Tuesday, May 10, 2016

Allen line: John Eddy, Immigrant and Octogenarian 1597-1684

First, a disclaimer:  There may or may not be a weak link in this lineage.  John Eddy had a daughter Mary, and she is claimed in many sources to have married Robert Ashley.  She is also claimed in many sources to have married Thomas Orton or Horton.  I have not completely reconciled this.  There is a court record where Widow Horton, on October 9, 1640, was called to explain why she had loaned or sold her late husband's gun to an Indian.  So apparently she was widowed by that time and thus was free to marry Robert Ashley on December 24, 1641 in Springfield, Massachusetts.

But wait!  There's more!  In John Eddy's will, he refers to her as "Marie Orton", which could be the confusion of an old man.  Or, since Robert Ashley had died the previous year, perhaps she had been using her first husband's name.  Except that, Plymouth Plantations website says that Thomas Orton died in 1687. So someone is certainly confused, and that's me!  If someone can help straighten this out, I'd be most grateful.

So, John Eddy's sketch is written with the advisory comment that not everyone agrees with the lineage.  I tend to go with the Robert Ashley marriage, and that is why I'm writing this sketch about John Eddy.

John Eddy was born in March of 1596/1597, the son of Rev. William Eddy and Mary Fosten.  (We have descents through the William Eddy line that go down into the Holbrook line, so somewhere along the line, distant cousins married distant cousins.)  He grew up in the home of his parents until Mary died in 1611, and then his father married a widow, Sarah Taylor in 1613/14, so he may have had step siblings as well as his own brothers and sisters.  The home seems to have been relatively prosperous, judging Rev. Eddy's inventory.

Whether it was for economic reasons or for religious reasons, John Eddy left home and came to Plymouth Colony in 1630, on the Handmaid, with his brother Samuel.  The ship left London August 10 and arrived at Plymouth on October 29, 1630.  It was not an easy voyage, but the brothers survived it.  They are termed "gentlemen" by Governor Winthrop, whom they went to visit in company with Miles Standish and Captain Grant.  Many "gentlemen" did not survive the early years in the colony but these two me did.

Within one or two years, John was a settler of Watertown, where he lived his life. John had married Amy Doggett, daughter of John Doggett and Dorothy Fay, in 1619, but we don't know when Amy and the children arrived in Plymouth.  It's unclear whether the family traveled together, or whether some children may have come with John and the rest later, with their mother.  It appears that the first four children were born in England and the last six were born in Watertown. In going from Plymouth to Watertown, John and Amy had left Plymouth Colony to become part of Massachusetts Bay Colony, where the people were Puritans but not Separatists.)

John Eddy is reported as being a juryman and a selectman, but little else is known of him.  He apparently had some sort of episode in 1633, possibly a mental health issue, and Governor Winthrop later reported that "He recovered his understanding again in good measure, and lived very orderly, but would, now and then, be a little distempered." He was made a freeman shortly before this incident.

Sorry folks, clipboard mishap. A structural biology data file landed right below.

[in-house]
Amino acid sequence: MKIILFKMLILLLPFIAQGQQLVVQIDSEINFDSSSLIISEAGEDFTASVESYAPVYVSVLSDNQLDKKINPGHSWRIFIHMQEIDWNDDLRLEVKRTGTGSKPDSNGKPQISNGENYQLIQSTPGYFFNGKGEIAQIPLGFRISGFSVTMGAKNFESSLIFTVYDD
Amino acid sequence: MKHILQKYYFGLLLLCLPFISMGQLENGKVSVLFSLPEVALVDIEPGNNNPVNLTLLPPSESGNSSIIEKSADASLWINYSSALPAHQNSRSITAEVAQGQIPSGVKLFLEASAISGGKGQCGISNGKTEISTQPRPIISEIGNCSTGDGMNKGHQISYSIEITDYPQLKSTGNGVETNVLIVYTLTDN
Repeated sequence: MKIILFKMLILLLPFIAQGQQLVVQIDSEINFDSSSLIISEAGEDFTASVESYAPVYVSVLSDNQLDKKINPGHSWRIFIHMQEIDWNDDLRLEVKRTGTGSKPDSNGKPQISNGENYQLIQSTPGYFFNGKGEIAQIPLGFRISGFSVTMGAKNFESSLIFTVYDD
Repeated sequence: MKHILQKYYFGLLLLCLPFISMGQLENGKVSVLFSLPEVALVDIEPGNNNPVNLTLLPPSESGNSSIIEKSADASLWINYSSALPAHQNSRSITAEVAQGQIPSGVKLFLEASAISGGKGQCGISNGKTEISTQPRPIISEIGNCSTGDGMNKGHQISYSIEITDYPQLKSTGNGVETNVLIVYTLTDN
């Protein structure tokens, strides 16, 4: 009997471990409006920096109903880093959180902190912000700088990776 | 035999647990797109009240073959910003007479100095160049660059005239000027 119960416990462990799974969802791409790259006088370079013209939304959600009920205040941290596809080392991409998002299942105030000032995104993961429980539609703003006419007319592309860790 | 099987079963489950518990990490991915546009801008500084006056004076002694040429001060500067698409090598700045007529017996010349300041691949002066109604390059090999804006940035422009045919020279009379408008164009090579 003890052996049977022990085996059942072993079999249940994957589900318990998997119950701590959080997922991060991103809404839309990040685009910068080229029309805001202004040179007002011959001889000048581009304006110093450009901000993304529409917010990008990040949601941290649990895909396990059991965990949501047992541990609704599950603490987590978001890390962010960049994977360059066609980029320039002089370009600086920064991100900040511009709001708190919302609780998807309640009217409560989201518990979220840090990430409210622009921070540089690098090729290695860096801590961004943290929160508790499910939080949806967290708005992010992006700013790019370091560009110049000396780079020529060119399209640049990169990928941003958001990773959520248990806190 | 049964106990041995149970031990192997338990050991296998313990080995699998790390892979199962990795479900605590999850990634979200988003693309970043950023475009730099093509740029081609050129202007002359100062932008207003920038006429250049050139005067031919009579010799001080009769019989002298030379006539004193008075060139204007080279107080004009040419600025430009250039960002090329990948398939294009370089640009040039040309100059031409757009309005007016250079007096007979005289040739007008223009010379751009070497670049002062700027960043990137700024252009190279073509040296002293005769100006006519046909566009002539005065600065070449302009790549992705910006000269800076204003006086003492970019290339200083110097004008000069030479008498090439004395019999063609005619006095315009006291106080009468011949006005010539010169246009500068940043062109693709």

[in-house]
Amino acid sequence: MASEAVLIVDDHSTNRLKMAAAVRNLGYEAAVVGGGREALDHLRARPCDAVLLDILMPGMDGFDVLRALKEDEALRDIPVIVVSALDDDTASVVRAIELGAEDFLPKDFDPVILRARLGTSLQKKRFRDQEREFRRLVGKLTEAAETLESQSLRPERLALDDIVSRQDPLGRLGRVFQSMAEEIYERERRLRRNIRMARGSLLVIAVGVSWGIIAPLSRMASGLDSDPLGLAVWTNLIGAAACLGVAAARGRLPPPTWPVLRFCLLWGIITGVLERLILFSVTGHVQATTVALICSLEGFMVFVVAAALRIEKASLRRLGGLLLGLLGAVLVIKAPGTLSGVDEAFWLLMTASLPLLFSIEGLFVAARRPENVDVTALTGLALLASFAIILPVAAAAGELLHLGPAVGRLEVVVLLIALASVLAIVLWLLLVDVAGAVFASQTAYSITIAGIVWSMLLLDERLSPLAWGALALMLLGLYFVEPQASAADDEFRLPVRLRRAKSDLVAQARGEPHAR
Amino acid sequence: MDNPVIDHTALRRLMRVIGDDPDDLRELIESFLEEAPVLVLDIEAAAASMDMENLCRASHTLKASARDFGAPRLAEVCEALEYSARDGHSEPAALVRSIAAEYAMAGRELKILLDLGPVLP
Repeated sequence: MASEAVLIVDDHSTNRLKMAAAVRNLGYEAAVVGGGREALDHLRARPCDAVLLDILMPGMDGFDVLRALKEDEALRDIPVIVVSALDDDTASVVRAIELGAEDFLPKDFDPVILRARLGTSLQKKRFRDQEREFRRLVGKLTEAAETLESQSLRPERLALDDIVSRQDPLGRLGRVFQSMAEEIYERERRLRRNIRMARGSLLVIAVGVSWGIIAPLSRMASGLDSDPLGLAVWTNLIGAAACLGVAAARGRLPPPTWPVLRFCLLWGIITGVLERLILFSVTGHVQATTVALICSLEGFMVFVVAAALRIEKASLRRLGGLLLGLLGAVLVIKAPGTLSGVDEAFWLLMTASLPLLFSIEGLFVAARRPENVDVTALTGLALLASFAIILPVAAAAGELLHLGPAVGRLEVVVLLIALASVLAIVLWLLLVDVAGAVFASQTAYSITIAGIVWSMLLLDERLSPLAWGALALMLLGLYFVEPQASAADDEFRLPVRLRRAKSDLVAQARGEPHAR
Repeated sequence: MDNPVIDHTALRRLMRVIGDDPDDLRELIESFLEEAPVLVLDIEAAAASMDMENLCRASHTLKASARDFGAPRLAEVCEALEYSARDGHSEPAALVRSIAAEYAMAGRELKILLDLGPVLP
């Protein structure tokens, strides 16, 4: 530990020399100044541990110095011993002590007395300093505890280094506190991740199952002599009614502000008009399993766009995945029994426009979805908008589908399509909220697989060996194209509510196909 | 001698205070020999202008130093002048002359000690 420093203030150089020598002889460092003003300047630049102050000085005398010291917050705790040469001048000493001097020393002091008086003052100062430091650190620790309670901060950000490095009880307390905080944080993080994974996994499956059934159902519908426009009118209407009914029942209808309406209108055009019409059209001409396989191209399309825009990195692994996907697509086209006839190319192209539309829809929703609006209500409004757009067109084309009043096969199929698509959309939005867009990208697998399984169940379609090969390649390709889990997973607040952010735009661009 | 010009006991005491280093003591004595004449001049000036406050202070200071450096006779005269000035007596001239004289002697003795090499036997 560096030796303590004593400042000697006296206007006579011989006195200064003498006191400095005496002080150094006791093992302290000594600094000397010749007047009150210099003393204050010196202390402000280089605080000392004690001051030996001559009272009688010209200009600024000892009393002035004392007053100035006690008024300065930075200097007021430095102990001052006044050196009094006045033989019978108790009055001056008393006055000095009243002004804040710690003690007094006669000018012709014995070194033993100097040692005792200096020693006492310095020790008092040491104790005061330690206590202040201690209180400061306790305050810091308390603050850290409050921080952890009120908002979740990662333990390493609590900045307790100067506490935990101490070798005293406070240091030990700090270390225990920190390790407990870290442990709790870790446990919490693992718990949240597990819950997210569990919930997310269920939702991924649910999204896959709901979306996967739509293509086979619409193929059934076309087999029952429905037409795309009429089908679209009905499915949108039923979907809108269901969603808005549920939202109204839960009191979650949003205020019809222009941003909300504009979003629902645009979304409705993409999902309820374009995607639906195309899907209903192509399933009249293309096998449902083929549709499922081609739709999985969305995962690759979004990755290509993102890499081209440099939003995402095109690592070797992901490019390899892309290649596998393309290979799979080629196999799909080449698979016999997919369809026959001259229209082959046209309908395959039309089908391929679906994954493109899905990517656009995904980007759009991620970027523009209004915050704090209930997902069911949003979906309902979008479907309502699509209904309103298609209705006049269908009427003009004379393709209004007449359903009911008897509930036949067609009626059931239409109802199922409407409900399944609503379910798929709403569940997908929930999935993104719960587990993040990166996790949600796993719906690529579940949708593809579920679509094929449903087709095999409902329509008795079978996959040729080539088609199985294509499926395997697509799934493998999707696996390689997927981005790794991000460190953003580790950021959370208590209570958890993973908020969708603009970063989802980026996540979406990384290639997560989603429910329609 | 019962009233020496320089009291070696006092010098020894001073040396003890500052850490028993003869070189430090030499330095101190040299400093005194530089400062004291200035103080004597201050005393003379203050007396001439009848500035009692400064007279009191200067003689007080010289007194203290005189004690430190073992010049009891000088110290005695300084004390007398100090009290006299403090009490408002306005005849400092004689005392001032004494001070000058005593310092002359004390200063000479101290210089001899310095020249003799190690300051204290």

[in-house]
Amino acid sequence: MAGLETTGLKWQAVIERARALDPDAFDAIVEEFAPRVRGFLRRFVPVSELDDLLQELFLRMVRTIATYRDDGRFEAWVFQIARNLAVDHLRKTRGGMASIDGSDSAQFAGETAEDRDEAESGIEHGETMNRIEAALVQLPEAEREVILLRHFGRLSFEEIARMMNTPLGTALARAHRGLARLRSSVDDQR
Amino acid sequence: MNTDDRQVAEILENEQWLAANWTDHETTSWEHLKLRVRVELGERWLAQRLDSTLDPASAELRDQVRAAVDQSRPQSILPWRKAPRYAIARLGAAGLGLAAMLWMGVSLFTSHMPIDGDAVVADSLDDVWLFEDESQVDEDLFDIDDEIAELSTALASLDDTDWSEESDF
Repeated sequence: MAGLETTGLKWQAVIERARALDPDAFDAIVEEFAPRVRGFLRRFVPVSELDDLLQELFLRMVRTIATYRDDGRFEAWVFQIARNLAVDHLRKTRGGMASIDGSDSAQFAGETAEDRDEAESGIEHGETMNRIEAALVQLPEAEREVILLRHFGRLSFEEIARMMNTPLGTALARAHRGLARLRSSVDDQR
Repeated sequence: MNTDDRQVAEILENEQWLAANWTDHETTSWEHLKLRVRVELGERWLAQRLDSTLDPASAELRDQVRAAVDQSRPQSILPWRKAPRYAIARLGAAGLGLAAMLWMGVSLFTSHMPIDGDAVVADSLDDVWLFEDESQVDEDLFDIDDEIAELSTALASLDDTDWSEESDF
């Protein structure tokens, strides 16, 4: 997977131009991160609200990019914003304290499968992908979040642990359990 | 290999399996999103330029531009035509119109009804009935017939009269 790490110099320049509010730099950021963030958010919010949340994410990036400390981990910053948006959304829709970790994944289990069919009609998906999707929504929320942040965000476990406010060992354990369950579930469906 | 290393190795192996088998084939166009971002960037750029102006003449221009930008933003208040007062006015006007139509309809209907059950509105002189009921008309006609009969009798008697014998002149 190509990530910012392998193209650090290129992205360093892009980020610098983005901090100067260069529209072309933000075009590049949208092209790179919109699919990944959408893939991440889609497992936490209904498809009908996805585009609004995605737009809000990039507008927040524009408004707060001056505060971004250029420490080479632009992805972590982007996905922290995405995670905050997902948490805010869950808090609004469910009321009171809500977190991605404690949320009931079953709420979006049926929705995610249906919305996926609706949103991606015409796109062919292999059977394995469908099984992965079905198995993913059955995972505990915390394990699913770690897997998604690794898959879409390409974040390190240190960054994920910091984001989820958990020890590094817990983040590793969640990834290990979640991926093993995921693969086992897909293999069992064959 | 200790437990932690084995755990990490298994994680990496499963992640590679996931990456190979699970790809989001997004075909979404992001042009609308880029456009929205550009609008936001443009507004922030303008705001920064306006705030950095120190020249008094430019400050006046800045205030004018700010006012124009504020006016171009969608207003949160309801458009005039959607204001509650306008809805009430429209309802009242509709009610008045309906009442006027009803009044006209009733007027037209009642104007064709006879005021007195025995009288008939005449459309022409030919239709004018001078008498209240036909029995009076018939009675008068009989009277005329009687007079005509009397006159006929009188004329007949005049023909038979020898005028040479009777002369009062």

I've not found much about John during the next 40 years or so of his life. His wife Amy died sometime after 1647 and he married Johanna, widow of gabriel Meade, after May 12,1666.  She died in August of 1683, although Eddy's will refers to his "well beloved wife," who was apparently left a separate bequest or gift.  In 1673 and 1674, when he was 76 and 77 years of age, he requested to be excused from military training, so apparently he had been part of the train band up until that time.  It's possible that in 1673 he was excused for a year, hoping that he would be able to recover from his ailments by the next year, and then in 1674 it was made a permanent exemption.

John wrote his will January 11, 1677 and it was proved December 16, 1684.  He left bequests to his two sons and four daughters, one of whom is the Mary or Marie Horton which confuses me.  His inventory included four parcels of land, valued at 216 pounds, and another 30 pounds, 7 shillings in personal property, including a "parcel of books."  We an assume that he learned to read and write in his childhood, since he was the son of a vicar.

So ends the story of John Eddy, who may or may not be our ancestor.  I'm posting this in hopes that someone can shed some light on the question of Mary Eddy Horton or Orton Ashley, or tell me whether these are two separate women and what the proof is, either way.  If I get a response, or figure this out myself, I will do an update to this post.

The supposed line of descent is:

John Eddy-Amy Doggett
Mary Eddy-Robert Ashley
Mary Ashley-John Root
John Root-Sarah Stebbins
Sarah Root-Thomas Noble
Stephen Noble-Ruth Church
Ruth Noble-Martin Root
Ruth Root-Samuel Falley
Clarissa Falley-John Havens Starr
Harriet Starr-John Wilson Knott
Edith Knott-Edward Allen
Richard Allen-Gladys Holbrook
Their descendants

Update:  I now believe that Robert Ashley's wife was likely not Mary Eddy, and I'm embarrassed that I didn't place closer attention to dates and places when I wrote this.  Mary who married Robert Ashley, the widow of William Horton, was a widow who had two small children in 1640, so the chances that she was the Mary Eddy born in 625 to John Eddy are slim indeed.  Also, John Eddy's will refers to Marie Orton, not Horton.  Similarities in name must have led to the confusion.  However, now we get the fun of trying to figure out who William Horton was, where he was from, and who he married.  Does anyone have any ideas?